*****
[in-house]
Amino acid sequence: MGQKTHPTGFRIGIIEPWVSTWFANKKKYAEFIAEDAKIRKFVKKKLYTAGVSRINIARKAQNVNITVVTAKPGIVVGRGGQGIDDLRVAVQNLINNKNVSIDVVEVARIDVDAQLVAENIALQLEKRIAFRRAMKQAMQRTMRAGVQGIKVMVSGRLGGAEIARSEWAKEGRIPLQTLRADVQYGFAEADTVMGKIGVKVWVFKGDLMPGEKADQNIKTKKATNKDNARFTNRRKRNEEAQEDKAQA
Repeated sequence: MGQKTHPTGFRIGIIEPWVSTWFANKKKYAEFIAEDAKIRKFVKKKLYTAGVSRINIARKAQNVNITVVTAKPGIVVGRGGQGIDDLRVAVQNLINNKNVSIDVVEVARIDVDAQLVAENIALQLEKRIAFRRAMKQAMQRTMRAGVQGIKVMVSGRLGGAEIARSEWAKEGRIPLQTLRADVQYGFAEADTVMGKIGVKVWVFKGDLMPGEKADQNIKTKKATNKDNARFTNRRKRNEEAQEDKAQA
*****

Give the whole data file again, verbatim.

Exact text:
[in-house]
Amino acid sequence: MGQKTHPTGFRIGIIEPWVSTWFANKKKYAEFIAEDAKIRKFVKKKLYTAGVSRINIARKAQNVNITVVTAKPGIVVGRGGQGIDDLRVAVQNLINNKNVSIDVVEVARIDVDAQLVAENIALQLEKRIAFRRAMKQAMQRTMRAGVQGIKVMVSGRLGGAEIARSEWAKEGRIPLQTLRADVQYGFAEADTVMGKIGVKVWVFKGDLMPGEKADQNIKTKKATNKDNARFTNRRKRNEEAQEDKAQA
Repeated sequence: MGQKTHPTGFRIGIIEPWVSTWFANKKKYAEFIAEDAKIRKFVKKKLYTAGVSRINIARKAQNVNITVVTAKPGIVVGRGGQGIDDLRVAVQNLINNKNVSIDVVEVARIDVDAQLVAENIALQLEKRIAFRRAMKQAMQRTMRAGVQGIKVMVSGRLGGAEIARSEWAKEGRIPLQTLRADVQYGFAEADTVMGKIGVKVWVFKGDLMPGEKADQNIKTKKATNKDNARFTNRRKRNEEAQEDKAQA